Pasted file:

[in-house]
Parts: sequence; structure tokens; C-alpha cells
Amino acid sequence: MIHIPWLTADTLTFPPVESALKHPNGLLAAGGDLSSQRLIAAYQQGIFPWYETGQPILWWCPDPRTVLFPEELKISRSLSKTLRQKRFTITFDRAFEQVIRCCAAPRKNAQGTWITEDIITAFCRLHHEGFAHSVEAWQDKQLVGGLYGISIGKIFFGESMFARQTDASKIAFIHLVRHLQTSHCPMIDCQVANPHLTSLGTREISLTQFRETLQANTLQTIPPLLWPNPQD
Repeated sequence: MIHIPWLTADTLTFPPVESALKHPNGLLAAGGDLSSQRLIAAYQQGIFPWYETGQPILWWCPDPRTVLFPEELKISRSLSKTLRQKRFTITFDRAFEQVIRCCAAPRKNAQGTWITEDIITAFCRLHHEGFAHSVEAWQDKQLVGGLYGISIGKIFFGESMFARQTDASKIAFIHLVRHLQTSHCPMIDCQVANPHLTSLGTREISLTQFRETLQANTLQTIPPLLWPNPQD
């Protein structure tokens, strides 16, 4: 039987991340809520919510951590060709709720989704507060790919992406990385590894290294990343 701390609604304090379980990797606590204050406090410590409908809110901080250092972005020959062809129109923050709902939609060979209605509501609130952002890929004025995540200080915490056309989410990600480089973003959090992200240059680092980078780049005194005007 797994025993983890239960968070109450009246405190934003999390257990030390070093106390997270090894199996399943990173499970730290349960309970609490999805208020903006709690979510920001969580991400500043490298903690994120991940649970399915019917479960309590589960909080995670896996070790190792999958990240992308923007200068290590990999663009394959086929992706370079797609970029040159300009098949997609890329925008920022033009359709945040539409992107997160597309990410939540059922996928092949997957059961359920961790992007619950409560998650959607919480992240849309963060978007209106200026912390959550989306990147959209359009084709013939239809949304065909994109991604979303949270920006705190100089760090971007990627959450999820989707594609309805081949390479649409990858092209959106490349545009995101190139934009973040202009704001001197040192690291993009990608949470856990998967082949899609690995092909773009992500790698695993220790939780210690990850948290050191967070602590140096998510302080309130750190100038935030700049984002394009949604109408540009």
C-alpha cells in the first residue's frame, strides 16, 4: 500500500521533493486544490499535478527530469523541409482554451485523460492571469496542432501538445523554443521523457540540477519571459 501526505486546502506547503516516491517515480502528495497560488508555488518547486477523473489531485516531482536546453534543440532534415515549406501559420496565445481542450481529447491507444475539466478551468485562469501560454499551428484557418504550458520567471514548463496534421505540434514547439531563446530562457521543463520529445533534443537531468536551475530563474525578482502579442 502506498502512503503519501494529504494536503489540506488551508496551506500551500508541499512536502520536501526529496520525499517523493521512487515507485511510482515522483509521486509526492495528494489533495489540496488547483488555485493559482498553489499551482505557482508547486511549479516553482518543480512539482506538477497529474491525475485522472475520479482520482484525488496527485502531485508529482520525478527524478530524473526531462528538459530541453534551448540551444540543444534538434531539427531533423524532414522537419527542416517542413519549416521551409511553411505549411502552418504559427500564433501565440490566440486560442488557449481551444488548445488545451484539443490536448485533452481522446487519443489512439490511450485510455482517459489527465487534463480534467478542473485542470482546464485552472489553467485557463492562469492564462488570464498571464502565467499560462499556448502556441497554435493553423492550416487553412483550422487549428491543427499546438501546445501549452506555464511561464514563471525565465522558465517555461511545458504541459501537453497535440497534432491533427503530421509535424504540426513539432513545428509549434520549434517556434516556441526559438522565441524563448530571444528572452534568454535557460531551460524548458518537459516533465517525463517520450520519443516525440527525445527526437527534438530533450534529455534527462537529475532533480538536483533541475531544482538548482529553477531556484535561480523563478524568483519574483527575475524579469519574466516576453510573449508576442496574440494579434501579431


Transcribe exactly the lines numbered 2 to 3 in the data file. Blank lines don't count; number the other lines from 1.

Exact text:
Parts: sequence; structure tokens; C-alpha cells
Amino acid sequence: MIHIPWLTADTLTFPPVESALKHPNGLLAAGGDLSSQRLIAAYQQGIFPWYETGQPILWWCPDPRTVLFPEELKISRSLSKTLRQKRFTITFDRAFEQVIRCCAAPRKNAQGTWITEDIITAFCRLHHEGFAHSVEAWQDKQLVGGLYGISIGKIFFGESMFARQTDASKIAFIHLVRHLQTSHCPMIDCQVANPHLTSLGTREISLTQFRETLQANTLQTIPPLLWPNPQD